More on China's vast coal mining industry and the economic and environmental impact.
Duane Moles is a student at the Graduate School of Journalism at the University of California Berkeley, concentrating on documentary film. He spent the summer of 2007 interning at Al Jazeera English in Washington, DC, and has also worked in radio news at KQED, the PBS affiliate station in San Francisco.
As part of a class at the UC Berkeley Graduate School of Journalism, I traveled to China last spring with an assignment to report on the country's environment. Having grown up in a coal-mining region in West Virginia, I was really interested to see what life was like in China's coal belt.
More than in any other country, coal is the lifeblood of China's booming economy. Coal-fired power plants provide 70 percent of the country's electricity, and more than 30,000 mines operate throughout the country -- about 20 percent of which are illegal and, thus, unregulated.
China is also the most dangerous place in the world to be a coal miner. On average, 13 people a day die in mine accidents there, and more than 80 percent of mining deaths worldwide happen in China.
I headed west from Beijing to coal country, Shanxi Province, as part of a team of three reporters. Our plan was to see what life was like in a small village in the region. We knew that in November 2006 a villager named Hao Hualin had talked to Chinese news outlets about how the mines were burrowing beneath his village, causing homes to collapse. But we had no idea about the consequences of his speaking out.
The unrelated death of a reporter looking into illegal mines earlier that year was certainly in the back of my mind as we headed toward Hualin's village, Hao Jiazhai. Mining bosses killed the reporter after he threatened to expose their operation. The story became international news, and the talk had been that the reporter was trying to blackmail the company. But was that just a convenient excuse for the killers? And in this dangerous atmosphere, would anyone really talk to us?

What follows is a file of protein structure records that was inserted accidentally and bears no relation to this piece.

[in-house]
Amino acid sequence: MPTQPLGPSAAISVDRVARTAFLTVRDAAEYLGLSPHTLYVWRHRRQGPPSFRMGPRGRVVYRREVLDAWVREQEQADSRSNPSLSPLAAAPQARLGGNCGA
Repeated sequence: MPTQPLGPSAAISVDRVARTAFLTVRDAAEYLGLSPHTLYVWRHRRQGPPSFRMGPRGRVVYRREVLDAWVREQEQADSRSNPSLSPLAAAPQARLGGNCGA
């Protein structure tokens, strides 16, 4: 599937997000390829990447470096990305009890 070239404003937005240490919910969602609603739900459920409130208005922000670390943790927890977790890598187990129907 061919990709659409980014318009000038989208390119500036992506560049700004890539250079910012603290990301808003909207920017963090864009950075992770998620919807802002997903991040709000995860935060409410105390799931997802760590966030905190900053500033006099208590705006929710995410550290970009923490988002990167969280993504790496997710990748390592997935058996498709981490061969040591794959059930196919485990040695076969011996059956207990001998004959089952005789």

What began as an investigation of environmental degradation turned into a story of whole villages being literally undermined by an aggressive coal industry.
To establish some common ground, I brought with me my family's West Virginia mining pictures -- my father having worked in the coal mines when I was a child. Whenever people were suspicious of my interest in coal, I just pulled out the photographs and started talking about West Virginia. Almost always I was instantly offered a cigarette.
While China's environment has taken a serious beating as the country bulls its way forward, I was surprised by peoples' disgust when I talked with them about the mountaintop removal mines that are slowly leveling West Virginia. One former miner asked me why we would destroy the mountains that way when we could use an underground mine and leave the mountains intact. I didn't have a good answer.
Within minutes of arriving in Hao Jiazhai, we found Hualin's home in the largely deserted village. When Hualin's mother opened the large tin doors to their courtyard, she was reluctant to speak with us. She broke into tears, but waved us into their home. Sitting on a platform in the main room of the house, she recounted how the intimidation against her family accelerated from broken windows to physical attacks on her and her son. Despite her initial reluctance, it was clear that she wanted to tell people about her experience. By the next day, though, fear won out: She left to stay with her sister while we interviewed Haulin and other villagers.
What began as an investigation of environmental degradation turned into a story of whole villages being literally undermined by an aggressive coal industry -- and of people who faced brutal retaliation when they blew the whistle on what is happening to their communities.
-- Duane Moles